BOJ has no recession, bad loan fears
The Bank of Jamaica, BOJ, is not buying into talk internationally that the aggressive raising of policy interest rates by central banks as an inflation fighting tool is leading to a slowing of growth and potential recession, either in the local or global economy.
A recession is generally regarded as two consecutive quarters of economic contraction, as measured by the declining performance of a country’s gross domestic product.
At the same time, the central bank is saying it’s pleasantly surprised at at the remarkable ability of local financial institutions to keep a lid on bad debts, considering the major economic dislocations caused to businesses and individuals by the COVID-19 pandemic.
“Not necessarily in our case. The capacity that we have left to continue to drive growth is significant,” BOJ Governor Richard Byles said in response to a Financial Gleaner question on the issue of the bank’s take on the inevitability of a recession, during Tuesday’s quarterly monetary policy press conference.
“For example in the tourism business, my understanding is that the capacity that tourism is at now is approximately 70 per cent of what the pre-pandemic capacity was. So, we have some way to go in that external sector of the economy,” Byles added.
The central bank is calculating that with operations at the Jamalco alumina plant in Clarendon expected to be back on stream by June this year, there should be sufficient positive impact on growth in the Jamaican economy for the remainder of the current fiscal year.
“The tightening that we are doing should not restrain achievement of the targeted growth of seven to 10 per cent up to March of this year, nor the two to four per cent for the year 2022-2023. So, I don’t see a lot of danger in that,” the BOJ head said.
He conceded that the current economic climate in which there is a constant watch for possible signs of recession was a “delicate path to walk” and a matter that is given consideration by the central bank’s monetary policy committee, MPC, that last week announced another rate hike that took effect on May 19.
The BOJ tacked on another 50 basis points to the policy interest rate, taking it from 4.5 per cent to 5.0 per cent.
It was the sixth rate increase by the monetary authority since the end of September last year, when it abandoned its record low policy rate of 0.5 per cent, in an effort to corral inflation within the 4-6 per cent target range.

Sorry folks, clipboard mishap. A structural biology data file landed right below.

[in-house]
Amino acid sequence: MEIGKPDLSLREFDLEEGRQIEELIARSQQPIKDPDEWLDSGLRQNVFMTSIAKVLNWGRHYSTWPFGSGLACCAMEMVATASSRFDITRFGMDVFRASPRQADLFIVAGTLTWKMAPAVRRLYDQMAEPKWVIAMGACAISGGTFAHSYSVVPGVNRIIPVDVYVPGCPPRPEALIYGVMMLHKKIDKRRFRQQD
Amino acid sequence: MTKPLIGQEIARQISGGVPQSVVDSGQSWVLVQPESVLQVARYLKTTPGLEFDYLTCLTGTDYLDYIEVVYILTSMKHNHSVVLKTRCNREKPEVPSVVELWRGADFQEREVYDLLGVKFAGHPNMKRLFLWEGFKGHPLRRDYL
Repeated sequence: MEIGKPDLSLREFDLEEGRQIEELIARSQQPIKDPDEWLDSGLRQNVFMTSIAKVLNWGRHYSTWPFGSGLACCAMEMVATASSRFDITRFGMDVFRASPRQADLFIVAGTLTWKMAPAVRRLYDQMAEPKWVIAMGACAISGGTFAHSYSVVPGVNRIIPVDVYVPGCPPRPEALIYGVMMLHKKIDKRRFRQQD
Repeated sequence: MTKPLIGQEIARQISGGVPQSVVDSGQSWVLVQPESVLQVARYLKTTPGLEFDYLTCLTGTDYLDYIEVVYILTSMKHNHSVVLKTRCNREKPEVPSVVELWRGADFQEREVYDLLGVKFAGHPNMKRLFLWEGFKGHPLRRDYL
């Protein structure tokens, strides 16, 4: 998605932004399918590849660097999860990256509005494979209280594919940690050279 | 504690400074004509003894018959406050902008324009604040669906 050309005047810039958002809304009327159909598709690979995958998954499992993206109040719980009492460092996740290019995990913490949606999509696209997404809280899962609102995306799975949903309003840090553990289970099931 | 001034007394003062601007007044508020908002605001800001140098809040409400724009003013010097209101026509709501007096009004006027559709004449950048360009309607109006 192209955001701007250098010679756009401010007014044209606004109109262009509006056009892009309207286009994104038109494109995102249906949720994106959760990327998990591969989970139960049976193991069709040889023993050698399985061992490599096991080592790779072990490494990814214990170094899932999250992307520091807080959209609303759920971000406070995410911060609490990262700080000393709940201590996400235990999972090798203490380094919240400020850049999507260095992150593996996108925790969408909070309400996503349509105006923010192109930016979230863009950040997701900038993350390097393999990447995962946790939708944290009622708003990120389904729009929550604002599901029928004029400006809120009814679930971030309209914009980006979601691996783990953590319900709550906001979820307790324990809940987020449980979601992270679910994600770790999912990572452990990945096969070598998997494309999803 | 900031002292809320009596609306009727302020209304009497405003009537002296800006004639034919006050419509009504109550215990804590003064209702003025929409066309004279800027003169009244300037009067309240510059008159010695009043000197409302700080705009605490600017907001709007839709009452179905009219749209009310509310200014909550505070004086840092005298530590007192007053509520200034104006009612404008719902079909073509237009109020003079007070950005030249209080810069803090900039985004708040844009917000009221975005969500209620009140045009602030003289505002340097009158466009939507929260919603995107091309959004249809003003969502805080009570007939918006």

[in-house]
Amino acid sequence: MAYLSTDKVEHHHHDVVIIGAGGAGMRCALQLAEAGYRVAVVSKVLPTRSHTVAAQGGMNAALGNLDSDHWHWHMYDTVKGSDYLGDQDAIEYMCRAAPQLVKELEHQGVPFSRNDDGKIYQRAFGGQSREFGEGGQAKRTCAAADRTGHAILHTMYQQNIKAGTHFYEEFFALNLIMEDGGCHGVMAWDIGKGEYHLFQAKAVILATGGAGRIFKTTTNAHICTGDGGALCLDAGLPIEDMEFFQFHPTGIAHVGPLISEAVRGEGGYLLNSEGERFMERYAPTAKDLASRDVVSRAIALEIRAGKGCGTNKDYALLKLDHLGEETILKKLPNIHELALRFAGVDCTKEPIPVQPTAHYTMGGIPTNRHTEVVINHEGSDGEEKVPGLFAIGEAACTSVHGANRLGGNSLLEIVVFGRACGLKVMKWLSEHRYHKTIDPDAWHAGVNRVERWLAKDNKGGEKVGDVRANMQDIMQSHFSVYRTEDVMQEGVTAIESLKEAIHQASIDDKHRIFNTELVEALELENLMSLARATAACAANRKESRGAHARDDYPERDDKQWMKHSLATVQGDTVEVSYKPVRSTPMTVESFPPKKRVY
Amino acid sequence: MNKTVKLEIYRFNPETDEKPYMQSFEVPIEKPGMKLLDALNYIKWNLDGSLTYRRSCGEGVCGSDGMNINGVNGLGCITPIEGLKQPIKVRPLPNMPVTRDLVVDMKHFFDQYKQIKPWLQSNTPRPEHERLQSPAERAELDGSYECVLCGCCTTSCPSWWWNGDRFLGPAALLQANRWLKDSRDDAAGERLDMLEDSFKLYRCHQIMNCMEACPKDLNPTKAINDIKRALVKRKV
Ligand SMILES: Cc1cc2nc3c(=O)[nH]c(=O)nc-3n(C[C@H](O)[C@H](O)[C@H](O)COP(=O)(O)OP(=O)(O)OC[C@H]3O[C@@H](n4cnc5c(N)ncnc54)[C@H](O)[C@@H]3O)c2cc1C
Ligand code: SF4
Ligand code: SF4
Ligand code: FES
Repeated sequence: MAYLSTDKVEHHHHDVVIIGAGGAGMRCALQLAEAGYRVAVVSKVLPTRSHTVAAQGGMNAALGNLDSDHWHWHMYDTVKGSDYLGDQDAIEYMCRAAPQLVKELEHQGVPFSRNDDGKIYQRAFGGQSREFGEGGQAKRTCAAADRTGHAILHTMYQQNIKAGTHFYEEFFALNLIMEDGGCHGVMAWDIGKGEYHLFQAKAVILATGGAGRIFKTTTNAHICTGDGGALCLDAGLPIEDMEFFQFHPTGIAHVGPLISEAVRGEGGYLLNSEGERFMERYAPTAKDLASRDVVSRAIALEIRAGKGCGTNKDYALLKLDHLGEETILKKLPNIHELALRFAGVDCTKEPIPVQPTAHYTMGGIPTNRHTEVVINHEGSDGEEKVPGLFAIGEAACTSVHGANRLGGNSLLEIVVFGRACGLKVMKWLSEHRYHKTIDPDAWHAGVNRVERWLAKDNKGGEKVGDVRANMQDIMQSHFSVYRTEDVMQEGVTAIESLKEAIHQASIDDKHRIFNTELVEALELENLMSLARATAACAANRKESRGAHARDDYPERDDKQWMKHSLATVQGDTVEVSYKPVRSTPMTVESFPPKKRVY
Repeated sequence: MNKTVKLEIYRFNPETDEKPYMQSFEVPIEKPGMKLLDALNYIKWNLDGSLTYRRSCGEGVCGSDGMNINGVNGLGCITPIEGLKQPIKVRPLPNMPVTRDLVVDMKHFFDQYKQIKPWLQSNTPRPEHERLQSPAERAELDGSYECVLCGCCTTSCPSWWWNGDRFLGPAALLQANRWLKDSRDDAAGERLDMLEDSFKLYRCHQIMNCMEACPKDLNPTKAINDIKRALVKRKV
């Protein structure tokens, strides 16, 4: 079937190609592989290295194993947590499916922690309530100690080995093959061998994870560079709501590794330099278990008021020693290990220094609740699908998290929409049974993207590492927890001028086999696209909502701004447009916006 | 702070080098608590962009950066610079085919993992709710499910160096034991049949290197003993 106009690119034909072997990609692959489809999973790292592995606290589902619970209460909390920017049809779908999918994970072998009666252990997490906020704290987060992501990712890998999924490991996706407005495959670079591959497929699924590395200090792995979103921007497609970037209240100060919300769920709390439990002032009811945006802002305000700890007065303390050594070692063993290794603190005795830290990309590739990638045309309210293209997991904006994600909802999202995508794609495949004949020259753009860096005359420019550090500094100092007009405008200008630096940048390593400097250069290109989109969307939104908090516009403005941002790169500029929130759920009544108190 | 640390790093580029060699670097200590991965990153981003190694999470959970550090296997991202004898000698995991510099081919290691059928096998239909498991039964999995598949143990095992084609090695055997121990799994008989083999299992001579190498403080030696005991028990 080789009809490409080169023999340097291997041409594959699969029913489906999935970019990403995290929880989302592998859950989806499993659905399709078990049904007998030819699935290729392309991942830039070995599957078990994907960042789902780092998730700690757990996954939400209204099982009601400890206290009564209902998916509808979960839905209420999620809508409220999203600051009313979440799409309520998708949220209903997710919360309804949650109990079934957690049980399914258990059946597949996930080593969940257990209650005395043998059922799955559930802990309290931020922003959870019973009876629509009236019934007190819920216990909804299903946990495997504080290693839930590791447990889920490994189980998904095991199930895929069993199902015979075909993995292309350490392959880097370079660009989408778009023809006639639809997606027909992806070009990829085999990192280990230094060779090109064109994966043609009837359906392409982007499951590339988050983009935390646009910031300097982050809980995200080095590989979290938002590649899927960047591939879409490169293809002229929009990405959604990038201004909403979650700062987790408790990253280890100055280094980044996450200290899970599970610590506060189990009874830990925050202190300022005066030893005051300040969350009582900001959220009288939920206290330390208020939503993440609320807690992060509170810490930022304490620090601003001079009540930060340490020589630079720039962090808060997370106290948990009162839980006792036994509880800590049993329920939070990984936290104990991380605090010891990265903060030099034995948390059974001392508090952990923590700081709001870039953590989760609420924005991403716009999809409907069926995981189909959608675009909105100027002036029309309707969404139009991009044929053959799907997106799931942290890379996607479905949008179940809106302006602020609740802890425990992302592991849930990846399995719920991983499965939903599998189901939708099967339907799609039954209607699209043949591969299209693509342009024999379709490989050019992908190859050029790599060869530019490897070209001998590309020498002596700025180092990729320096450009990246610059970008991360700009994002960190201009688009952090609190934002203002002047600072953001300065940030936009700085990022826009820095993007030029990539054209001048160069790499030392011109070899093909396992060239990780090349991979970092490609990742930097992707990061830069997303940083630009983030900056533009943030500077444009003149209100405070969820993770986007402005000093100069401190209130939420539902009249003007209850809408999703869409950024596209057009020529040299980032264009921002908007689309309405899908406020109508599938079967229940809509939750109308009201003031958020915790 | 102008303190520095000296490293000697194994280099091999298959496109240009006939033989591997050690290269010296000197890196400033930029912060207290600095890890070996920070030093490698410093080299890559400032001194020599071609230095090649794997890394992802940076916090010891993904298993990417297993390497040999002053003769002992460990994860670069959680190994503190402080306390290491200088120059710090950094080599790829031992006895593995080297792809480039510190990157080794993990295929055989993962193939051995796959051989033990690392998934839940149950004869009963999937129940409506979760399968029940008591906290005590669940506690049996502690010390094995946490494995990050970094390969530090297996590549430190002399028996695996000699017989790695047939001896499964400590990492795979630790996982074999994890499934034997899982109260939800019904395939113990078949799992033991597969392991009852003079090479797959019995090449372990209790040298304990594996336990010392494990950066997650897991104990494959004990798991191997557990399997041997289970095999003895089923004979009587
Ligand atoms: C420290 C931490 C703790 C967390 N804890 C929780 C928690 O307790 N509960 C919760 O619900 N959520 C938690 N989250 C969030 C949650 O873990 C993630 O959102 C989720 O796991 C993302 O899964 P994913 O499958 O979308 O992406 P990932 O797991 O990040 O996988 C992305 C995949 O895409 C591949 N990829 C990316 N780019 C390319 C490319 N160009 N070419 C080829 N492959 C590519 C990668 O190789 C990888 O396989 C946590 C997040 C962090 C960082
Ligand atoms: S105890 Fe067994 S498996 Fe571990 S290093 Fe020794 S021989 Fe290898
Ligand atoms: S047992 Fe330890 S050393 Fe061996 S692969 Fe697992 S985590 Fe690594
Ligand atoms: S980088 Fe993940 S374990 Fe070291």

As of April, however, inflation had risen further to 1.8 per cent, doubling the top end of the target range that BOJ is mandated to defend.
The most recent rate hikes by the central bank have been heavily criticised by the business community, the latest salvo coming from the Jamaica Manufacturers and Exporters Association, which has slammed last week’s rate increases as a business killer.
The BOJ governor noted that labour statistics and the GDP out-turn for December 2021 show no signs of a looming recession.
“We feel pretty confident that we are not yet putting the economy at risk to the extent of putting it into a recession,” Byles declared.
CRAFTED WITH RISKS IN MIND
BOJ Senior Deputy Governor Dr Wayne Robinson added that the central bank’s policy actions were crafted with the potential risks in mind.
“We know that there are risks in the international economy. We know that there is slowdown in China because of the COVID lockdown, and that is affecting or exacerbating supply chain conditions there. We know that the high inflation could affect consumption globally. So, there are indeed headwinds, but these are the things that we try to balance when the MPC comes to a decision on policy rates,” Robinson said.
“Whilst there are concerns about slowdown, we don’t see a recession as a major risk at this point in time,” he added. “What all central banks are trying to do now is trying to engineer this sort of soft landing.”
The central bank also sees no problems on the horizon for loan quality being negatively affected as a result of the policy rate adjustments which, it noted, have already found their way into higher bank loan rates.
“The banks have been very careful in how they have translated the increase in our policy rate to increases in loan rates for their clients. They are very sensitive that we are coming out of a pandemic period and some businesses are not as strong as they were pre-pandemic,” the BOJ governor said.
He described current non-performing loans, NPLs, as being “quite good and well within the range of what we would consider to be comfortable”.
“NPLs are around three per cent, much ahead of what we thought it would be given the pandemic,” added Maurene Simms, deputy governor in charge of financial institutions supervision.
“One of the things that pleasantly surprised us is how well-capitalised” the banks are and the buffers they had “to cushion any fallout from the economy in terms of their loan book,” she said.